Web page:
Her confidence soared.

That led to an audition for a performing arts college in Los Angeles. She was accepted, but tuition was about $22,000 a year even with the school granting a scholarship. It was out of reach, but not out of her heart.

Kayla went on to graduate magna cum laude with a 3.89 grade point average. She attends Florida State College in Jacksonville, where she has a 3.2 grade point average studying physical therapy and has never gotten a C. She’s thinking about transferring to the University of Central Florida for a seven-year physical therapy program. She’s also considering the University of North Florida to switch her focus to animal care.

She sings at church and still dreams of performing. To keep that dream in the forefront, Glendora is bringing Kayla to a Tyler Perry audition in Atlanta later in November.

“My goals after college are to be a physical therapist, have my doctorate in physical therapy specifically and to be an actress at the same time, which is a weird combo, but it’s completely achievable,” says Kayla with a bright smile. She knows her future is bright.

“It would not surprise me if she does all three,” Sberna said. “She has the intelligence, grit, and chops to do it all. She deserves all the credit for pushing herself to where she is today.”

Judith Thomas, Step Up’s social media manager, contributed to this report.


Frontline Insurance helps Florida schoolchildren with a $1.1 million contribution to the Step Up For Students Scholarship Program

By PAUL SOOST

 Frontline Insurance, a provider of property and casualty insurance for coastal homeowners, announced on May 10 a $1.1 million donation to Step Up For Students, helping lower-income children attend the K-12 school that best fits their learning needs.

The contribution was celebrated at Holy Cross Lutheran Academy in Sanford with an activity helping students get prepared for the upcoming hurricane season.

Holy Cross fifth-graders learned about hurricanes and how they can help make sure their families are prepared, should a hurricane threaten Florida. Students assembled safety kits to take home for their families.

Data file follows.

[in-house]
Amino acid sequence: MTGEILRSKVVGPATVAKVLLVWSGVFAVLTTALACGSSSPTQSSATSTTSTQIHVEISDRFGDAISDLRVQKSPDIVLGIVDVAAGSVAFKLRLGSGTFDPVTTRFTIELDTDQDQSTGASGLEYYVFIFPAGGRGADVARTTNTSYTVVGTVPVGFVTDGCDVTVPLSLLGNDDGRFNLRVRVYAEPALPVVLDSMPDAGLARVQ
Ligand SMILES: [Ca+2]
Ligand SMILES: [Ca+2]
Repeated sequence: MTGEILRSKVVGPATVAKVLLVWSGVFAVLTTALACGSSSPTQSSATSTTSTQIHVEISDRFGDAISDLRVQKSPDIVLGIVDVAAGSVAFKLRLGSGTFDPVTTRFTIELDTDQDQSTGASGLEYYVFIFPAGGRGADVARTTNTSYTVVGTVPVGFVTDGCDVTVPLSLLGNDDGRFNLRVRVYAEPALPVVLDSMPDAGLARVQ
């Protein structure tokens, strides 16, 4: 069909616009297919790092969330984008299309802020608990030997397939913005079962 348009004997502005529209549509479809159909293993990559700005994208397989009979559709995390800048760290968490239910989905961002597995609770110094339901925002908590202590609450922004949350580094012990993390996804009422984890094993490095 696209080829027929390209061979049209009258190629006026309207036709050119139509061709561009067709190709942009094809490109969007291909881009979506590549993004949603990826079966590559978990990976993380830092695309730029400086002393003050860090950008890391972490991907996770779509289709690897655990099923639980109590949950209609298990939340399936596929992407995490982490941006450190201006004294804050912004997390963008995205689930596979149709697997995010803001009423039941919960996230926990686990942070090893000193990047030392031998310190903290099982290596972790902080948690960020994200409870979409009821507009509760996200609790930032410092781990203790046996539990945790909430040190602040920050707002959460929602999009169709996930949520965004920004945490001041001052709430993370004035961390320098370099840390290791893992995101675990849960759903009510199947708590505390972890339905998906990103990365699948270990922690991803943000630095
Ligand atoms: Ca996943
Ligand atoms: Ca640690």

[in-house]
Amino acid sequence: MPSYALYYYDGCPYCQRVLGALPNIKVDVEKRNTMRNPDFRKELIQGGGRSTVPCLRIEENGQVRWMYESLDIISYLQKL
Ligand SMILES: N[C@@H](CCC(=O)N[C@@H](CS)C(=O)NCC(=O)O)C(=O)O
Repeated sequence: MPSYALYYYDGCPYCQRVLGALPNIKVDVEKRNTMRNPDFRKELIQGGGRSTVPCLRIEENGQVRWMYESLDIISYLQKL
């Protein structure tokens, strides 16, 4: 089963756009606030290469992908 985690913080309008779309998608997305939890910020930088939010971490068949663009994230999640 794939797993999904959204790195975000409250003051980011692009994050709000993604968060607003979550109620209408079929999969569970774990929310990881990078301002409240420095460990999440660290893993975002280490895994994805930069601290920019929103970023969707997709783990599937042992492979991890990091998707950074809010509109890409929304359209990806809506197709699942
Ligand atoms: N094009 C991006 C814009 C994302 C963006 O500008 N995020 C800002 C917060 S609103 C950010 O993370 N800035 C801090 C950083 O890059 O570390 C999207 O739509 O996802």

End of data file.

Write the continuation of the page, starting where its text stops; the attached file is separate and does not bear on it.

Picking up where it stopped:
Frontline Insurance Vice President of Business Development Brian Smith (behind check left) presents Step Up For Students CFO Joe Pfountz (behind check right) with a $1.1 million donation. The donation will provide 163 scholarships for Florida schoolchildren through the Florida Tax Credit Scholarship Program. They are joined by several students from Holy Cross Lutheran Academy in Sanford who are benefiting from the scholarship.

During the event, Frontline Insurance Vice President of Business Development Brian Smith presented the $1.1 million check to Step Up For Students. The donation will fund 163 K-12 scholarships for the 2017-18 school year through the Florida Tax Credit Scholarship Program, which serves lower-income children in Florida so they can attend the school of their choice. About 90 students at Holy Cross use the tax-credit scholarship.

“Frontline Insurance is proud to be active in our Florida communities, educating children and families on the importance of being prepared for hurricane season,” said Smith. “We’re even more excited to help Florida children and families prepare for a successful future through our support of educational choice and the Step Up For Students Scholarship Program. Finding the right learning environment for every child will help put them on the path to future success.”

During its four-year partnership with Step Up, Frontline Insurance has donated $3.56 million dollars to Step Up For Students, the nonprofit that administers the Florida Tax Credit Scholarship Program for financially disadvantaged schoolchildren. The program is funded with tax-credited donations and allows parents and schoolchildren to choose between a K-12 scholarship that helps with private school tuition and fees, or one that assists with transportation costs to out-of-county public schools.

“Since 2014, more than 570 Florida schoolchildren have been able to attend the school of their choice thanks to the generosity of Frontline Insurance. We are truly grateful that Frontline Insurance joins us in our mission to provide educational options for deserving families,” said Step Up CFO Joe Pfountz. “On behalf of Step Up and the families we serve, we thank Frontline Insurance for its continued commitment and support.”

For the 2017-18 school year, Step Up For Students is serving more than 100,000 students throughout Florida with tuition scholarships valued at up to $6,343 per student for kindergarten through fifth grade, $6,631 for sixth through eighth grade, and $6,920 for ninth through 12th grade. More than 1,700 private schools participate in the scholarship program statewide.

Paul Soost can be reached at psoost@sufs.org.

 

 

 

For wayward boys, a wild balm of a school

By JEFF BARLIS

Fighting, skipping, smoking pot – Jake Clayton’s freshman year in a public high school was a disaster, with explosive anger issues leading to a school record 44 disciplinary actions. Most days, the skinny kid with the mischievous smile would walk off campus and hang at a friend’s house. He failed nearly every class.